Applies to: Exchange Server 2007 SP3, Exchange Server
2007 SP2, Exchange Server 2007 SP1, Exchange Server 2007
Topic Last Modified: 2008-03-20
When you configure your telephony and data networks for Microsoft Exchange Server 2007 Unified Messaging, you must correctly configure the IP gateways so that they communicate with the computers that are running Exchange 2007 that have the Unified Messaging server role installed. You must also correctly configure the IP gateways to communicate with Private Branch eXchanges (PBXs) in your organization. This topic gives you the information and links that are required to configure an IP gateway to communicate with a PBX.
|Exchange 2007 Unified Messaging supports only Session Initiation Protocol (SIP) over Transmission Control Protocol (TCP).|
Configuring an IP gateway
When you configure an IP gateway, you must consider whether the IP gateway device is analog, digital, or analog and digital. If the IP gateway interface that connects to a PBX is analog, you must correctly configure the appropriate settings to enable the IP gateway to communicate with a PBX. If the IP gateway interface that connects to a PBX is digital, there may be no additional configuration that is required to enable the digital interface to communicate with a PBX.
The following is a list of suggested resources that contain information that can help you correctly configure your IP gateways:
- IP gateway, IP PBX, and PBX documentation. The Exchange
TechCenter contains configuration files and setup information that
you can use when you configure IP gateways, IP PBXs, and PBXs. For
more information, see Telephony Advisor for
Exchange Server 2007.
- Configuring an AudioCodes-based IP gateway. You can obtain the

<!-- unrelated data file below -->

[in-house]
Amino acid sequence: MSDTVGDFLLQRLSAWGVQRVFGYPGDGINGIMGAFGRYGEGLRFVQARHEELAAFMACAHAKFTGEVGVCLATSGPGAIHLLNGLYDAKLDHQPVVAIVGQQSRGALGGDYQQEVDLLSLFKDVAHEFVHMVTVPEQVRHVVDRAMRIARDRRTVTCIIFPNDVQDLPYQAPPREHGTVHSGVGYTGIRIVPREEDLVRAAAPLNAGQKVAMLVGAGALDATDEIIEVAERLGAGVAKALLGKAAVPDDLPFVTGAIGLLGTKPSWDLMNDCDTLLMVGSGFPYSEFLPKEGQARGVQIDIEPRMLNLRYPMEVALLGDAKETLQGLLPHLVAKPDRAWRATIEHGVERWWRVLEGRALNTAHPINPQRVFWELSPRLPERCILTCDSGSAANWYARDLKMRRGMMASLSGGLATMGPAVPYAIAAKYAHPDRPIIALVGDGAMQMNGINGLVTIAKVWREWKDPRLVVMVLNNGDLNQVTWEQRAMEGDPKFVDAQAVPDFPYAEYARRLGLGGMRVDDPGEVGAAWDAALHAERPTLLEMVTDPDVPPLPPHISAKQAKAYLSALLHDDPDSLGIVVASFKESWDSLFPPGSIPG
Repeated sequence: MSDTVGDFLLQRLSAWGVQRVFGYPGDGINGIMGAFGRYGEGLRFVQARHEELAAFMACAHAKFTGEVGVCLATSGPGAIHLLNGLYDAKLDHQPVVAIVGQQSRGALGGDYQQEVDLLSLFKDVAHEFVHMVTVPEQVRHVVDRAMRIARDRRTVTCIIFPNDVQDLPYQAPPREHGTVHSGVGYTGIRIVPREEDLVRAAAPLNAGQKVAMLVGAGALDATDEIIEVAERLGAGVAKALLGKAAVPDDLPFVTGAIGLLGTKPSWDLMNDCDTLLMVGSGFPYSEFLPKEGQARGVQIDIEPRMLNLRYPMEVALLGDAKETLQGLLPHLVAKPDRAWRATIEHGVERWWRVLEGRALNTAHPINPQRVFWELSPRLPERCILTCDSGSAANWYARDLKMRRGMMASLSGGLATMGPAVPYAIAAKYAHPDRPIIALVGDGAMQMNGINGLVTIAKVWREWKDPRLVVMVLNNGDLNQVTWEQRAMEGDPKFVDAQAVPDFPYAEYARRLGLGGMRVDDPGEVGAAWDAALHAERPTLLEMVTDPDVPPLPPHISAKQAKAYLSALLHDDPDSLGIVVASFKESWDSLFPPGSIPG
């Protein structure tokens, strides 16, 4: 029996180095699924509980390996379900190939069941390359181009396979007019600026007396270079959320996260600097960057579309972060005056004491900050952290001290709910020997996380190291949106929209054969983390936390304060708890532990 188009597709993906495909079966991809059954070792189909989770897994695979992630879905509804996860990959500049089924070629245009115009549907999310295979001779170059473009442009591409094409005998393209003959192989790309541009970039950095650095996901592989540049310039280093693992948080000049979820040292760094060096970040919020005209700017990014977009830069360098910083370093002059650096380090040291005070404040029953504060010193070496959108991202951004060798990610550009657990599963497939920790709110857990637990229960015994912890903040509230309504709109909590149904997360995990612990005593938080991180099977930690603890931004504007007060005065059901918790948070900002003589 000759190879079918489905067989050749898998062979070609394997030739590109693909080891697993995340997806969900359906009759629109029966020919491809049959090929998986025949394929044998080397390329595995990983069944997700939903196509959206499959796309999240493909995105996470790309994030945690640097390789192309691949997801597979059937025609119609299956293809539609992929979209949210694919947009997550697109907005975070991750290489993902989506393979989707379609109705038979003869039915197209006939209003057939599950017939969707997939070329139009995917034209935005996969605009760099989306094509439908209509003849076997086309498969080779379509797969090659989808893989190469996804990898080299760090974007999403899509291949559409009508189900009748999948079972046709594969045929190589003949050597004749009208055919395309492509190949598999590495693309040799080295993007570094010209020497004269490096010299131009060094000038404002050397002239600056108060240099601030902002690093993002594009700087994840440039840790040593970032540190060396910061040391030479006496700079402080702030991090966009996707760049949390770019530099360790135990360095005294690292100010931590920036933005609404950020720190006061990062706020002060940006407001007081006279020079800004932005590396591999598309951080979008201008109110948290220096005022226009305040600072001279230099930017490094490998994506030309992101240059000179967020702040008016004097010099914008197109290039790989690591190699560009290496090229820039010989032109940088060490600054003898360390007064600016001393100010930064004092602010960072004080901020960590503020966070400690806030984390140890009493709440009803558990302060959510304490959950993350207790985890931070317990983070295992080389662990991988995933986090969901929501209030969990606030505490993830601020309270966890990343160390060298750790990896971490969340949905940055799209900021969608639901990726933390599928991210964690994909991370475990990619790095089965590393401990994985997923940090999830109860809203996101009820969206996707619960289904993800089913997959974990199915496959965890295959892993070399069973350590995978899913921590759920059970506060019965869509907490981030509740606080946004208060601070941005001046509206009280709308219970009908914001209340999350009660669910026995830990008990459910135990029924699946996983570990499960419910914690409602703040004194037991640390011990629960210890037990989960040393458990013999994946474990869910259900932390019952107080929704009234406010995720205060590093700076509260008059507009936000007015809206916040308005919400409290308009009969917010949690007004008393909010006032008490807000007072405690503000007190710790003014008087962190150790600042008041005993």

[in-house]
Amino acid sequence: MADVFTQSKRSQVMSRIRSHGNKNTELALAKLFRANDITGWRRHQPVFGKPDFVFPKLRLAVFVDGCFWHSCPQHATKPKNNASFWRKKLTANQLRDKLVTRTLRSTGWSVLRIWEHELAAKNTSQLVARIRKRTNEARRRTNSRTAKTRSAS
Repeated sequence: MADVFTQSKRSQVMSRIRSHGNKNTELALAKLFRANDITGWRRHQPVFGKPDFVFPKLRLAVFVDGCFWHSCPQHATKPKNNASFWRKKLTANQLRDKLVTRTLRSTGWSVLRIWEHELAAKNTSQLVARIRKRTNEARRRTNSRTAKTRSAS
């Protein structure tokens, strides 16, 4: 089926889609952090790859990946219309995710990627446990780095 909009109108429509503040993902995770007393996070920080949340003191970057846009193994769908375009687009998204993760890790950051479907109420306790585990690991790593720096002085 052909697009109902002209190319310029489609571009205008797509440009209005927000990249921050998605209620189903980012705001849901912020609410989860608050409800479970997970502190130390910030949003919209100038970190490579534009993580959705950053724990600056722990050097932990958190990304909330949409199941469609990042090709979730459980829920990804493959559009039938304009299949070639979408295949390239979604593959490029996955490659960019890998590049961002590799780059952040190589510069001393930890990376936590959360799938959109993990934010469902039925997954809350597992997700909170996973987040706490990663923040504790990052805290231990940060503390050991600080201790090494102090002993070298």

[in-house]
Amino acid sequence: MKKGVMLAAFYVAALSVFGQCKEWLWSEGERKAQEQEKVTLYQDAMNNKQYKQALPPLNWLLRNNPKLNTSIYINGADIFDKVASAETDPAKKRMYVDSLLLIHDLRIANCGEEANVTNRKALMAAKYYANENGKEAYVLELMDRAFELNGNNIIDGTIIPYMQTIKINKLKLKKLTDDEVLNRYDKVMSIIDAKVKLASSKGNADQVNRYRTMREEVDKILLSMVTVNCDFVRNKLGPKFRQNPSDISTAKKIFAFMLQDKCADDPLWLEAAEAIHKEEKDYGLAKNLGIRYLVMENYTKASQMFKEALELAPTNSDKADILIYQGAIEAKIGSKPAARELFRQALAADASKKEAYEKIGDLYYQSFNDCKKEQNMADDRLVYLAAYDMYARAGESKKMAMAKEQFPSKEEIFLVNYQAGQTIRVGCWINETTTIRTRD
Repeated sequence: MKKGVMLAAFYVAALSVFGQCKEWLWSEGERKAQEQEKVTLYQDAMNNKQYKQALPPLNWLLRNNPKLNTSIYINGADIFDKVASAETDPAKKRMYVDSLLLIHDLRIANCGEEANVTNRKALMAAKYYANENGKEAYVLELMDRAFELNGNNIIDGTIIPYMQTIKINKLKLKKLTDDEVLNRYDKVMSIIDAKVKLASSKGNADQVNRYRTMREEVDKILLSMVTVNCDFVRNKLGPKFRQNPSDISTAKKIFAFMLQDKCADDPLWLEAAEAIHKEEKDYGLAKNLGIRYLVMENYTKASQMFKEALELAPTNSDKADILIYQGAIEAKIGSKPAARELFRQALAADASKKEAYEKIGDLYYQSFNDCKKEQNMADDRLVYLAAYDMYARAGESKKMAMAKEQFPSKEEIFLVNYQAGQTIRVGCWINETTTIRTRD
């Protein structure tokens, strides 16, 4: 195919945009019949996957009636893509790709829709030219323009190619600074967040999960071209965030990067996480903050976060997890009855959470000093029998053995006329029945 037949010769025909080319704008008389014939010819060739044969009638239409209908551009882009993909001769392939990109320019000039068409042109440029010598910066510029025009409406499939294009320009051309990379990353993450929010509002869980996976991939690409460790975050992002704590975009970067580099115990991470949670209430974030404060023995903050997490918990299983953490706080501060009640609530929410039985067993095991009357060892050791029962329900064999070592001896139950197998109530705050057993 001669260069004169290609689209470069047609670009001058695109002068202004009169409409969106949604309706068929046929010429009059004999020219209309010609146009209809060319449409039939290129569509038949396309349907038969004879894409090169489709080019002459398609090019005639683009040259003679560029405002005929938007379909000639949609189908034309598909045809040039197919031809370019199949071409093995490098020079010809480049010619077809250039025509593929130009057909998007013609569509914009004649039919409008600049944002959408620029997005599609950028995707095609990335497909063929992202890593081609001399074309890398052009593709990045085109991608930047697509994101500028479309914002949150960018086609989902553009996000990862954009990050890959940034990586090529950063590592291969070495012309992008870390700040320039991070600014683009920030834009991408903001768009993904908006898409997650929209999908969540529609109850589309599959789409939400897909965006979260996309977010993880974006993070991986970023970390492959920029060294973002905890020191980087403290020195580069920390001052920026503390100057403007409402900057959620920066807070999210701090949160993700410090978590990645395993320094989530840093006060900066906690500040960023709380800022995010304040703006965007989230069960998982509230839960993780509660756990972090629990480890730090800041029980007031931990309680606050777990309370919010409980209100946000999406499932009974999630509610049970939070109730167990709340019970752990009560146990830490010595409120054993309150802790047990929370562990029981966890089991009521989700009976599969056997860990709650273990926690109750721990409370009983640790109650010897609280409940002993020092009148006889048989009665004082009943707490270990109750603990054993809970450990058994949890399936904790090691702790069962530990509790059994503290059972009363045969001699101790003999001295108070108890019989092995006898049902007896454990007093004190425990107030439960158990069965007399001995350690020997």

latest support and configuration information at the
Microsoft UM Specialist Resource Page to help you configure
AudioCodes-based IP gateways for use with
Exchange Server 2007 Unified Messaging.
- To configure a Dialogic-based IP gateway. You can obtain the
latest support and configuration information for Dialogic-based IP
gateways at the Dialogic Technical Documentation Web
Note: The third-party Web site information in this topic is provided to help you find the technical information you need. The URLs are subject to change without notice.
We also recommend that all customers who plan to deploy Exchange 2007 Unified Messaging obtain the assistance of a Unified Messaging specialist. A Unified Messaging specialist will help make sure that there is a smooth transition to Exchange 2007 Unified Messaging from a legacy voice mail system. Performing a new deployment or upgrading a legacy voice mail system requires significant knowledge about PBXs and Exchange 2007 Unified Messaging. For more information about how to contact a Unified Messaging specialist, see the Microsoft Exchange Server 2007 Unified Messaging (UM) Specialists Web site.
|When performing administrative tasks on the IP gateway by using a Web browser, the HTTP requests that are sent over the network when you are configuring an IP gateway device are not encrypted. To increase the level of security for the IP gateways on your network, use Internet Protocol security (IPsec) or Secure Sockets Layer (SSL) to help protect the administrative credentials and data that is transmitted over the network. We also recommend that you use a strong authentication mechanism and complex administrative passwords to protect the administrative credentials for the device.|
For More Information
- For more information about IP gateways that
Exchange Server 2007 supports, see Supported IP
- For more information about IP PBX and PBX support in
Exchange 2007, see IP PBX and PBX
- For more information about how to configure the IP interface on
an IP gateway device, see How to Configure an IP
Gateway or IP PBX for Use with a Unified Messaging Server.
- For more information about how to configure an
Exchange 2007 Unified Messaging server for a supported IP
gateway, see How
to Connect a Unified Messaging Server to a Supported IP
- For more information about telephony concepts and components,
see Overview of
Telephony Concepts and Components.